How Bikeability gave Isla confidence to ride

Isla, 9, with her Bikeability Level 1 badge
A nasty crash while learning to ride a bike nearly put my daughter off cycling altogether. Bikeability training at her school made a world of difference

Learning to ride a bike is a childhood rite of passage. Many of us will remember the wobbles, tears and frustration, but also the joy and sense of independence when we could finally ride unaided, making it all worthwhile.

But as with every activity, some children take to cycling faster than others. My daughter, Isla, who is now nine, struggled with her confidence. Last year, just when we thought she was getting the hang of it, a nasty tumble left her with a scraped chin, a bruised ego and a real reluctance to try again.

My wife and I tried to encourage her back into the saddle, but it got to the stage where even mentioning the word “bike” would lead to conflict. For me, a keen mountain biker who had recently started working for the national cycling charity, this was awkward. I wanted to get Isla riding, but I knew that piling on too much pressure would risk putting her off altogether.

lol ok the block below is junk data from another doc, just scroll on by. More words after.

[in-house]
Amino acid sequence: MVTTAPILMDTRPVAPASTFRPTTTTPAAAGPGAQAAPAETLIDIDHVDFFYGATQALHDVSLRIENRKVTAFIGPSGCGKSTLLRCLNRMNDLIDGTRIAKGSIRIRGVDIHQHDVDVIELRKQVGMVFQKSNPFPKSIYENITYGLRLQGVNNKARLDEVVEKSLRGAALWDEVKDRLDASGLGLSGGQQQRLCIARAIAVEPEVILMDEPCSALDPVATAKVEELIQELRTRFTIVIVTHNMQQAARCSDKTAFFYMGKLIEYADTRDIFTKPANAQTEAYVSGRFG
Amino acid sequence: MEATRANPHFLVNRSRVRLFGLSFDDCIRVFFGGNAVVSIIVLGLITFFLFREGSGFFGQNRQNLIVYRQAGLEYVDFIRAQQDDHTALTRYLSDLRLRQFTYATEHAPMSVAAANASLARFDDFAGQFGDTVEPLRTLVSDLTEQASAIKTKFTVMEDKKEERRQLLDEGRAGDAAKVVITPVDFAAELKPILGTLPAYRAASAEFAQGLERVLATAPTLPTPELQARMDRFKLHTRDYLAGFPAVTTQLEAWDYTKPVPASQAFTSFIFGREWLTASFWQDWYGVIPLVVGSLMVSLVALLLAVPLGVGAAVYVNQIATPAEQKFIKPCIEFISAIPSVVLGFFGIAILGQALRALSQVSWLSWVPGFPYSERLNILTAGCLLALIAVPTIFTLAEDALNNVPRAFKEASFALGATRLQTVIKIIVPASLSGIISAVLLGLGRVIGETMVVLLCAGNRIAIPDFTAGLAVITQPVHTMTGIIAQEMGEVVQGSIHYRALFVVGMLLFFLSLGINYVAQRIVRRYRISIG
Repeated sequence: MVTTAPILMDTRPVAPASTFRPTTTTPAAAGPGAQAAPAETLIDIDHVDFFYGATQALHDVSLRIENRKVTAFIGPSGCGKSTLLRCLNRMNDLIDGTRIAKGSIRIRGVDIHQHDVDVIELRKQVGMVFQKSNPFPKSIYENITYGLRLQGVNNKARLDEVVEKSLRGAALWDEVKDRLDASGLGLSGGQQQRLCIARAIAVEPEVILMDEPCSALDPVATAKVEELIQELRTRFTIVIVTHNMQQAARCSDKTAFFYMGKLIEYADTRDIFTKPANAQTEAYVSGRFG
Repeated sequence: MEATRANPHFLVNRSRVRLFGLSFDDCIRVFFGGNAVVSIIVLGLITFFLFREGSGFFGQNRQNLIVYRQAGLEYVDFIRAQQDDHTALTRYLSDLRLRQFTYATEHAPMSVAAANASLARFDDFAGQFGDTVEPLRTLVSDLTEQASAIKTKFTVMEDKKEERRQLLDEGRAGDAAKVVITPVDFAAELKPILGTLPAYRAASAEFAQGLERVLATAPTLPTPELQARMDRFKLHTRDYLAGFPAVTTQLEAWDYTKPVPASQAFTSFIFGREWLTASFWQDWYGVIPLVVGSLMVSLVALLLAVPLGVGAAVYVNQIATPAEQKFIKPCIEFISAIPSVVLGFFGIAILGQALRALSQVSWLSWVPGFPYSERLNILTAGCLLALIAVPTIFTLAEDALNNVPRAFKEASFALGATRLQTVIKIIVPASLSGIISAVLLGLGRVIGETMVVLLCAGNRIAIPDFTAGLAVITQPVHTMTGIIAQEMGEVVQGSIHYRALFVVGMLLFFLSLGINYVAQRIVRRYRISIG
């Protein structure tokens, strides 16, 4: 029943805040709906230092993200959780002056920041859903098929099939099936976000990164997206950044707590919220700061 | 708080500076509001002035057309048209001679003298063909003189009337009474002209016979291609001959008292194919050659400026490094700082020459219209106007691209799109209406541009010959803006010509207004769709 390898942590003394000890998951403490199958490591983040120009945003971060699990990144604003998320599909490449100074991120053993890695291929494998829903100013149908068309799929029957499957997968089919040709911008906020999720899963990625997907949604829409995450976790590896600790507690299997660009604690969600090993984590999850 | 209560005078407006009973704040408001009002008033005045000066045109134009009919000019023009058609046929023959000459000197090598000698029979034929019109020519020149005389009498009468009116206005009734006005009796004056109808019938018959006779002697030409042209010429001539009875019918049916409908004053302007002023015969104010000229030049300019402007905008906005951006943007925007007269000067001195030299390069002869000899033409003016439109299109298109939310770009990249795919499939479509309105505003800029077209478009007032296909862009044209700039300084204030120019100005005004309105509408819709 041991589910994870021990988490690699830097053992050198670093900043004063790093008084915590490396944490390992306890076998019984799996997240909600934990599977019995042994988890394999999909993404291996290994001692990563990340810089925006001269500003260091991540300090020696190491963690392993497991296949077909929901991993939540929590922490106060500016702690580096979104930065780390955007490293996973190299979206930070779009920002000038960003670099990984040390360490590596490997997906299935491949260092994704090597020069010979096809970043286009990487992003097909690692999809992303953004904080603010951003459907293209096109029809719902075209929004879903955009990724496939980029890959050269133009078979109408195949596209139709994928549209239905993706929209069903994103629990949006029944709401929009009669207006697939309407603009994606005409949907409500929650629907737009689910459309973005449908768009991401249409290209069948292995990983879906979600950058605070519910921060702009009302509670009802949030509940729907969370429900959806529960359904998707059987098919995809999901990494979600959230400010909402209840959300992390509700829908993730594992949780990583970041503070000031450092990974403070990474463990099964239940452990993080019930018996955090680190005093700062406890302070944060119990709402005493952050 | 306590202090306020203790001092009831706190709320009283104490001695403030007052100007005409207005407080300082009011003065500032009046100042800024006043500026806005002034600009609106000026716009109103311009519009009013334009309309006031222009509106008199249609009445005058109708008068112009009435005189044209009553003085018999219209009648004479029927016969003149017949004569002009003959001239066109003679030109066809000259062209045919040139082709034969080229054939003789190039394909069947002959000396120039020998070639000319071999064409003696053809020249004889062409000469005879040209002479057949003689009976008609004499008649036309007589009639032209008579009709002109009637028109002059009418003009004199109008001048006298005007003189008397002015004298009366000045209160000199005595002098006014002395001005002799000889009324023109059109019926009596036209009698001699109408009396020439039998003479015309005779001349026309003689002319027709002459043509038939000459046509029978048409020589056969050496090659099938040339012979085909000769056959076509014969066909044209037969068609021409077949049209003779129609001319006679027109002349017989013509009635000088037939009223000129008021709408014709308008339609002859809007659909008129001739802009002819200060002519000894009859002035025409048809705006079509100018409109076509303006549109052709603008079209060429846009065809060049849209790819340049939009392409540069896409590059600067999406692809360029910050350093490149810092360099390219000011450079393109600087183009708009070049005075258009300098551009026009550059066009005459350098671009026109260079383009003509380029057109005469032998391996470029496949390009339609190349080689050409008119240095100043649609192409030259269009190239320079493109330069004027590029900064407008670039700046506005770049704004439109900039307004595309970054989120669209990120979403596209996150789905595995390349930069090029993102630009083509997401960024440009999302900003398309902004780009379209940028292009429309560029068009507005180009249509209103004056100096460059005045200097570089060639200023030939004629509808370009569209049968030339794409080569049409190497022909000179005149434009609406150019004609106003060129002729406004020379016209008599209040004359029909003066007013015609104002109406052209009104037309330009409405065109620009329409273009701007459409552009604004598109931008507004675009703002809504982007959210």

It got to the stage where even mentioning the word 'bike' would lead to conflict

Rob Kingston, communications and media officer, Cycling UK

Instead, we went right back to basics. At the suggestion of a colleague, I took the pedals and cranks off her bike, converting it back to a balance bike. Isla’s younger brother got a balance bike for his third birthday in the summer, so we suggested to her that she could show him how to do it. This worked to some extent, and within a few weeks the pedals were back on, but Isla still lacked confidence to begin 'proper riding'.